Possible Complications

Fractures and their complications are the most relevant clinical sequela of osteoporosis. Osteoporosis may also be associated with joint pain and bone pain (osteomyalgia). 



Osteoporosis-related fractures have a heavy social and economic burden, and can markedly affect a person’s functional status, putting a strain on interpersonal relationships and social roles. Individuals that are immobile are at risk of complications such as pressures sores, pneumonia and urinary tract infections. Hip fractures are associated with a 2.5-fold increased risk of future fractures.1 



As well as interfering with activities of daily living, some fractures can have specific complications: 



Table 1. Complications of fractures.2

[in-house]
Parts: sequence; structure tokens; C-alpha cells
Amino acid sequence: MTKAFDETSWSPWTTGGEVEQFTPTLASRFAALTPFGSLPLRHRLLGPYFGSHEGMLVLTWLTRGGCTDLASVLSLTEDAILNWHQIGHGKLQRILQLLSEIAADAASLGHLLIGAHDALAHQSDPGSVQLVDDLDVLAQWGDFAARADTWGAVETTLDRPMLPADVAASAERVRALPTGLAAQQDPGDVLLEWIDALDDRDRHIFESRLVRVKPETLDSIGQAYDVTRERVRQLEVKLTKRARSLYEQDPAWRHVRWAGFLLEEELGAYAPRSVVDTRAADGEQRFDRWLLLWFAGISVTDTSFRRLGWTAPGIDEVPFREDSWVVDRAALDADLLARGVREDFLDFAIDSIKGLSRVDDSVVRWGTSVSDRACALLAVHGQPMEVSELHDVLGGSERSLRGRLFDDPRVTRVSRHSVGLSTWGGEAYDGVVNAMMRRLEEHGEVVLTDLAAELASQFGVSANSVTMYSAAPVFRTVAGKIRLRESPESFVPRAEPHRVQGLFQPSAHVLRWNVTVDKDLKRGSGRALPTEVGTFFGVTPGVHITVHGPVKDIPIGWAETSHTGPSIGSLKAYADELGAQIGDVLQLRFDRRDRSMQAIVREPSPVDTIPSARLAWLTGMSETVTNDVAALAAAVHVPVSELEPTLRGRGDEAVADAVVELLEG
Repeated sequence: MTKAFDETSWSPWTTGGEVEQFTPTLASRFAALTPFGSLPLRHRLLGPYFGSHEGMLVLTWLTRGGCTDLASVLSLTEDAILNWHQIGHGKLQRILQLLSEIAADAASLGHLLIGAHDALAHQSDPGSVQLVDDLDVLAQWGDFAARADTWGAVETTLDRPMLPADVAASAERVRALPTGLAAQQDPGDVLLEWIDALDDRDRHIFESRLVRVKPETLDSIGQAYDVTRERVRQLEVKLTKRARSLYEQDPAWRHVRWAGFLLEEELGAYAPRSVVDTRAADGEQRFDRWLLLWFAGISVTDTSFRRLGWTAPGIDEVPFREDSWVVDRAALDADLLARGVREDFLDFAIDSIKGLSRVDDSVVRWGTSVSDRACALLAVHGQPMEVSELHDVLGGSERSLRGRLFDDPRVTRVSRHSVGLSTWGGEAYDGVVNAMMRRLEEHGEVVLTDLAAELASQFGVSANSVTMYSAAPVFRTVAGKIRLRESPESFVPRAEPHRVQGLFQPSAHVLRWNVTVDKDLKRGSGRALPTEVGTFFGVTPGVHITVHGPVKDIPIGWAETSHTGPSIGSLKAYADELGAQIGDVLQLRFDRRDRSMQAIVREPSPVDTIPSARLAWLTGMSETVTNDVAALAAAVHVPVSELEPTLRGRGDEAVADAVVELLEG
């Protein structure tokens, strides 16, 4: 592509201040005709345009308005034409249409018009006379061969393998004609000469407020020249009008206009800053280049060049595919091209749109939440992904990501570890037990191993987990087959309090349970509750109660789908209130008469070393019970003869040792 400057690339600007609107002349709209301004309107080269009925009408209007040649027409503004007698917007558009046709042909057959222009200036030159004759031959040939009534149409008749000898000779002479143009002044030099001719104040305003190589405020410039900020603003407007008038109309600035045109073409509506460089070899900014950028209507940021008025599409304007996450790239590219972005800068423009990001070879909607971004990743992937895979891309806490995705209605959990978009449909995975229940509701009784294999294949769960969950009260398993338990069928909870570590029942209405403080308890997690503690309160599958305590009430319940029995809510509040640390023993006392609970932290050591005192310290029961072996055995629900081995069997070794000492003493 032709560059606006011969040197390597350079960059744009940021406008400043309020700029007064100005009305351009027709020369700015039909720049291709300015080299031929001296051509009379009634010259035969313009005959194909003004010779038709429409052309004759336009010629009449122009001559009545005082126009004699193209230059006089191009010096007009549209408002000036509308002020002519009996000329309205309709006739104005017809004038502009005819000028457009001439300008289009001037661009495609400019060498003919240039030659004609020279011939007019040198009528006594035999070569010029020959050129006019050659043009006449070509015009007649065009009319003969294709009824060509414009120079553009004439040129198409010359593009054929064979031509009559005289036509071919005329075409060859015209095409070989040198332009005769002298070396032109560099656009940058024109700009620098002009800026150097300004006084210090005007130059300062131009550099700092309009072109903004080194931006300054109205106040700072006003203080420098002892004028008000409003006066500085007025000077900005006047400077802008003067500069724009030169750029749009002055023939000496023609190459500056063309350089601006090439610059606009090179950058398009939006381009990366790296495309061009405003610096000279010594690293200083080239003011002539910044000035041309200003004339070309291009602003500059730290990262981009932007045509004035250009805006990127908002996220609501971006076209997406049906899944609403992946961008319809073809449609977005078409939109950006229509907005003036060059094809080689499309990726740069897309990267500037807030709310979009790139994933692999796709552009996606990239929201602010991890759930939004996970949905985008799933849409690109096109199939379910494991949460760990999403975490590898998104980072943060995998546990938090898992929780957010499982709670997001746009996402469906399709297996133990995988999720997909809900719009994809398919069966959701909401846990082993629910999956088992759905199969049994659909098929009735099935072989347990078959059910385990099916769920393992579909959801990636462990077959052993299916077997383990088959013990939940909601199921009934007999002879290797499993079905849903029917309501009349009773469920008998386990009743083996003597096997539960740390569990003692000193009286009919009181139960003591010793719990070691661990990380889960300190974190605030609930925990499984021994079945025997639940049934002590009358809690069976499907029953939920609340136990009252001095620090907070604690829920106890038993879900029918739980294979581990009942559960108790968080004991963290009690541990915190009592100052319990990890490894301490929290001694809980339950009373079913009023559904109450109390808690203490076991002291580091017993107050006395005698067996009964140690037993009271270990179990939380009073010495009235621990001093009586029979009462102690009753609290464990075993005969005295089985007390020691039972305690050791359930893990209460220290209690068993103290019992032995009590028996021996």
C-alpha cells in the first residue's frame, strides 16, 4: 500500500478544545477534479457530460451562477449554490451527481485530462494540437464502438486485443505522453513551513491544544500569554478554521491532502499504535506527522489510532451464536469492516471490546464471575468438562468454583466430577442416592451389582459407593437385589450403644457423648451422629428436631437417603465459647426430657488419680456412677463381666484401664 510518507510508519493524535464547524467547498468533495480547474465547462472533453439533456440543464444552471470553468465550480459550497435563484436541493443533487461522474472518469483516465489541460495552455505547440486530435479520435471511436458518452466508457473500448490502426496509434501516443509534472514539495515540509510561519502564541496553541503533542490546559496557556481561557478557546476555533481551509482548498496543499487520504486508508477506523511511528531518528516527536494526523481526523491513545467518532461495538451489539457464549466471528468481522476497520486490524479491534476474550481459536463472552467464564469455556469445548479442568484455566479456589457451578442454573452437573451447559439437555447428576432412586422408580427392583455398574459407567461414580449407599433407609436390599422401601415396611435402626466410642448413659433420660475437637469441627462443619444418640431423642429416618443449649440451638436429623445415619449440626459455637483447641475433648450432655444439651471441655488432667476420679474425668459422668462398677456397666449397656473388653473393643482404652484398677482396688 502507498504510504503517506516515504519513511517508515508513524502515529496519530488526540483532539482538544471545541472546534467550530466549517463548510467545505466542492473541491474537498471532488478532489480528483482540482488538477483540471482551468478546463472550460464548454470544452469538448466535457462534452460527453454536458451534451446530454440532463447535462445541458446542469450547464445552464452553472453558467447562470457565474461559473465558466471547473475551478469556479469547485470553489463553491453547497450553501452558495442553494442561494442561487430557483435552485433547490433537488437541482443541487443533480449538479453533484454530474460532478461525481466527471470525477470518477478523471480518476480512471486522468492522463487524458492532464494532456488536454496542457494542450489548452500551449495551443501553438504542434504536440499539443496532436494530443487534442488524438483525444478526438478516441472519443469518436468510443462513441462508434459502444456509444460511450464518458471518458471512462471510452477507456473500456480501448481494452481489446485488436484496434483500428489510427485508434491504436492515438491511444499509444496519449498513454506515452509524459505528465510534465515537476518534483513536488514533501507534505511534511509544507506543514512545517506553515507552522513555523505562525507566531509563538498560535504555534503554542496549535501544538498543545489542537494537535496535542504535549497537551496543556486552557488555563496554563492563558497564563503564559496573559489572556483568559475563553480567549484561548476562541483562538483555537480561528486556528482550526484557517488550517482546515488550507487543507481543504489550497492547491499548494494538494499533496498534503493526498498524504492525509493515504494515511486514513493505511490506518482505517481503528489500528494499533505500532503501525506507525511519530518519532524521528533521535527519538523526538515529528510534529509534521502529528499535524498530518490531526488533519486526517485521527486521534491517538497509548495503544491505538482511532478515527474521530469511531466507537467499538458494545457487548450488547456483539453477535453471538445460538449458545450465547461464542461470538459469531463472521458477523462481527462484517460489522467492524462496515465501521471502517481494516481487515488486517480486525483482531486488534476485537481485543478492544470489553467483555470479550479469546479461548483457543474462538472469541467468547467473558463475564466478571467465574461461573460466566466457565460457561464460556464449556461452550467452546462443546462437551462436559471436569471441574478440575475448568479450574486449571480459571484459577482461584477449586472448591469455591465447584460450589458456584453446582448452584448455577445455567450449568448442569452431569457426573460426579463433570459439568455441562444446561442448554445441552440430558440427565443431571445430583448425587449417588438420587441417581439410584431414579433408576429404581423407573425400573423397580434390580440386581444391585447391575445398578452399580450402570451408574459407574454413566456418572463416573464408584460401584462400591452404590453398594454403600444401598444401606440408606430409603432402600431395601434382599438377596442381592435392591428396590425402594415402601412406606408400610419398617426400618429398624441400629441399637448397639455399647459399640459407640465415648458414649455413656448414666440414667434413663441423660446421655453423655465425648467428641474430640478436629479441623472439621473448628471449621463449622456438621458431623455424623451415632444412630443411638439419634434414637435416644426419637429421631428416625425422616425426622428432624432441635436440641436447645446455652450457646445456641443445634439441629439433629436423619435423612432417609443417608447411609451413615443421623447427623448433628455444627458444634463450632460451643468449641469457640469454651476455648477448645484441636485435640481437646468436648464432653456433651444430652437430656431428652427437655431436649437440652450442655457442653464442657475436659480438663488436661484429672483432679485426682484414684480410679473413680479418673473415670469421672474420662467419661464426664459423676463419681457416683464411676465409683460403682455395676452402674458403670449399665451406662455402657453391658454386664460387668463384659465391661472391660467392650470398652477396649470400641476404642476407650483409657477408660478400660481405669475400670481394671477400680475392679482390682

Type of fracture Complications
Vertebral Back pain
Height loss
Kyphosis (commonly known as ‘Dowager’s hump’)
Multiple thoracic Restrictive lung disease
Lumbar fractures Constipation
Abdominal pain
Distention
Reduced appetite
Premature satiety


References

  1. Colón-Emeric C, Kuchibhatla M, Pieper C, et al. The contribution of hip fracture to risk of subsequent fracture: Data from two longitudinal studies. Osteoporos Int. 2003;14:879–883. 
  2. National Osteoporosis Foundation. Clinician’s Guide to Prevention and Treatment of Osteoporosis. Accessed 21 February 2011.